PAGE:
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String difference

ankur rathi
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Joined: Oct 11, 2004
Posts: 3830
public class StaticTest {

public static void main(String[] args) {

String str1="HI";
String str2 = new String("HELLO");

}

}

Hi ,
I would like to know the difference b/w str1 & str2 if any ...
( if both r reference then where is the object of str1, I mean without new operator how can we allocate memory in heap )
Thanks .
Sanjaya Sugiarto
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Joined: Mar 25, 2004
Posts: 229
The first one: it creates one String object and one reference variable.

The secone one: it creates two String objects and one reference variable (String and literal objects and str2 refers to the String object).


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ankur rathi
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Joined: Oct 11, 2004
Posts: 3830
What do u mean by literal object .
what is the use of that .
Every time when we create any object the literal object gets created .
Please help ?
Mike Gershman
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Joined: Mar 13, 2004
Posts: 1272
Sanjaya is referring to the String literal pool.

Consider the statement "String str2 = new String("HELLO");". The Java compiler sets up every String literal like "HELLO" in your source program in a special memory area called the "String literal pool". If your program used the literal "HELLO" somewhere else, there would still be only one String like this in the pool. The literal "HELLO" is supplied as an argument to the String() constructor and a new object is created at runtime. A reference to that new object is then stored in reference variable str2. So there are two objects, one in the String literal pool and another one in the same heap where all other objects are kept.

Now consider "String str1="HI";". Here, "HI" is in the String literal pool. A reference to "HI" in the pool is stored in str1. No other object is created.


Mike Gershman
SCJP 1.4, SCWCD in process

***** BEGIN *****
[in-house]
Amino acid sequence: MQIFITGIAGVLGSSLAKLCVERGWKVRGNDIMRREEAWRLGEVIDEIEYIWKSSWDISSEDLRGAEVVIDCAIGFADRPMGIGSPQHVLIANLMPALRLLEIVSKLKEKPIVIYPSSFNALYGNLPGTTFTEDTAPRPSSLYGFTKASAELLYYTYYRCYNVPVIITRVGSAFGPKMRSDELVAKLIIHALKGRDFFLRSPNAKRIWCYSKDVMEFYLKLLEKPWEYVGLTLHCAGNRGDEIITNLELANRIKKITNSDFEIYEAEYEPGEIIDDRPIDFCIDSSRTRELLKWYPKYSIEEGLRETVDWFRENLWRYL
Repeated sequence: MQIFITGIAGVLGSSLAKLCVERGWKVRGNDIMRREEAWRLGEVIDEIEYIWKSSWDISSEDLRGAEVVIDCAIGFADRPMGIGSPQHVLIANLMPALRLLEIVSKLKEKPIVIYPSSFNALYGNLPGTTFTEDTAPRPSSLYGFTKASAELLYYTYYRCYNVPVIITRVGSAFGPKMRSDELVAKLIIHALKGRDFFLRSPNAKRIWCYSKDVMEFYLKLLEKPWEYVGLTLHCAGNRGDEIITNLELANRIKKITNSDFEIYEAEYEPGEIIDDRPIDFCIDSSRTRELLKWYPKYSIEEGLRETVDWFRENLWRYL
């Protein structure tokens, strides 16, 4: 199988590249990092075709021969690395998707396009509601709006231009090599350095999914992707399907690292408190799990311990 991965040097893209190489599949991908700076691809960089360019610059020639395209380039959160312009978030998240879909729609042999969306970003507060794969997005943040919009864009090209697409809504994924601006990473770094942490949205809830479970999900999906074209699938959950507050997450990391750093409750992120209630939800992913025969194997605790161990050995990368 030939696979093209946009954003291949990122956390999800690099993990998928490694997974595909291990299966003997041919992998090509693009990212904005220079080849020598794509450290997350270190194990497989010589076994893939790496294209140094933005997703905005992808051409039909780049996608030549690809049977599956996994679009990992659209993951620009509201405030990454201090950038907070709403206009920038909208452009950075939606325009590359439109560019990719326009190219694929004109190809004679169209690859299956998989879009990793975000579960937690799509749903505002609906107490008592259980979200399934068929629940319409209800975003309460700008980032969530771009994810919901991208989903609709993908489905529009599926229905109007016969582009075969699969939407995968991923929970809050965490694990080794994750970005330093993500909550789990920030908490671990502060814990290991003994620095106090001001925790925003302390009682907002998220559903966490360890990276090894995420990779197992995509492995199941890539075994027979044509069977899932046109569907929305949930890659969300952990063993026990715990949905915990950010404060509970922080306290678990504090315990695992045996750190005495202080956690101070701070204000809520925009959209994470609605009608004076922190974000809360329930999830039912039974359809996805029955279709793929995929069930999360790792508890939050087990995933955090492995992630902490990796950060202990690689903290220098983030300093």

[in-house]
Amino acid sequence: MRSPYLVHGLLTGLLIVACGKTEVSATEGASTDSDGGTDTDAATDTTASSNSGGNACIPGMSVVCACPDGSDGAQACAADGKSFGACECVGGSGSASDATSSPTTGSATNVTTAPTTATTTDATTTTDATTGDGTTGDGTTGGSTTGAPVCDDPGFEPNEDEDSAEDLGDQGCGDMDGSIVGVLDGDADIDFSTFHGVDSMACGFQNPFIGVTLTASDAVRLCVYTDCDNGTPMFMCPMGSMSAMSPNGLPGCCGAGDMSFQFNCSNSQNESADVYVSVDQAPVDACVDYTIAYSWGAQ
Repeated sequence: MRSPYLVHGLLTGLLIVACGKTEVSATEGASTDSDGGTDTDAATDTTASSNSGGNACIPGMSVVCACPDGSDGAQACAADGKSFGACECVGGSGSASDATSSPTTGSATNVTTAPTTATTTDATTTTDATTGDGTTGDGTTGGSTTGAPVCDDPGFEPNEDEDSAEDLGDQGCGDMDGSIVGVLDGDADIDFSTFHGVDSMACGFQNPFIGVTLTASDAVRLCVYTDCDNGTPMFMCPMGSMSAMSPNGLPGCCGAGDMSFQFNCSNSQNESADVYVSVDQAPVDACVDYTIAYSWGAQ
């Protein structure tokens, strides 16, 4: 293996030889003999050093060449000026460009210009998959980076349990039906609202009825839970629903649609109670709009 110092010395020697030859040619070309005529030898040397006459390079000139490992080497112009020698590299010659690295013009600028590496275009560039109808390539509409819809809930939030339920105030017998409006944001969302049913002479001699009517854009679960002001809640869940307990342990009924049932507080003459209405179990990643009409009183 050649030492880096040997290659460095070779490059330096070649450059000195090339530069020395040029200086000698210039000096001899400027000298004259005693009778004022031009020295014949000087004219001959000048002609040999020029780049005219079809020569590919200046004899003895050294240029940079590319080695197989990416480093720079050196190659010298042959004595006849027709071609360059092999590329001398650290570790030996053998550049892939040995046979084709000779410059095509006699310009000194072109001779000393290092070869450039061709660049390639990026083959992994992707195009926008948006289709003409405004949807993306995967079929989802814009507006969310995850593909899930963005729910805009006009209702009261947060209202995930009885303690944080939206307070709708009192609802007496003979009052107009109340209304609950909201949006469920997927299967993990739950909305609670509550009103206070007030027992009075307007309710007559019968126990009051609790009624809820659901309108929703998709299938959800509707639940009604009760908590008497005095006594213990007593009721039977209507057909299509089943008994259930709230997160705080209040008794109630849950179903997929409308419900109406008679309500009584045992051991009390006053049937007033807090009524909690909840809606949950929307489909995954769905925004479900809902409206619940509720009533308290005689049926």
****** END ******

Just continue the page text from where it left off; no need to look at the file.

ankur rathi
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Joined: Oct 11, 2004
Posts: 3830
Thanks Mike It was very good explanation .
ankur rathi
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Joined: Oct 11, 2004
Posts: 3830
It means it is always better to make String Object ( Actually reference )
like this :
String s = HI";
instead of :
String s = new String("HELLO");
because it will save the memory in heap ( no object in heap , just one object in literal pool ) .
Am I right ?

thanks
Mike Gershman
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Joined: Mar 13, 2004
Posts: 1272
Are your Strings big enough to matter in a modern computer with megabytes or gigabytes of memory?

Do you mind giving up all hope of garbage collecting the Strings when you are done with them?

Does it matter to you that identical Strings in the String Literal Pool use the same memory while identical String objects on the heap each use separate memory?

Now you decide.
ankur rathi
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Joined: Oct 11, 2004
Posts: 3830
Whatever is the Case ....
Saving is always better ....
Is there any loss with this in particular :
String s = "HI"

Reply, Thanks .
Paul Sturrock
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Joined: Apr 14, 2004
Posts: 10336

I think Mike was making the point: "Why does it matter?".


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Mike Gershman
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Joined: Mar 13, 2004
Posts: 1272
Is there any loss with this in particular :
String s = "HI"


String s = "HI";
puts one sharable string in the String Literal Pool
String s = new String("HI");
puts a sharable string in the String Literal Pool and an unshared string on the heap. So the first form is better if your main issue is minimizing peak memory usage.
 
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subject: String difference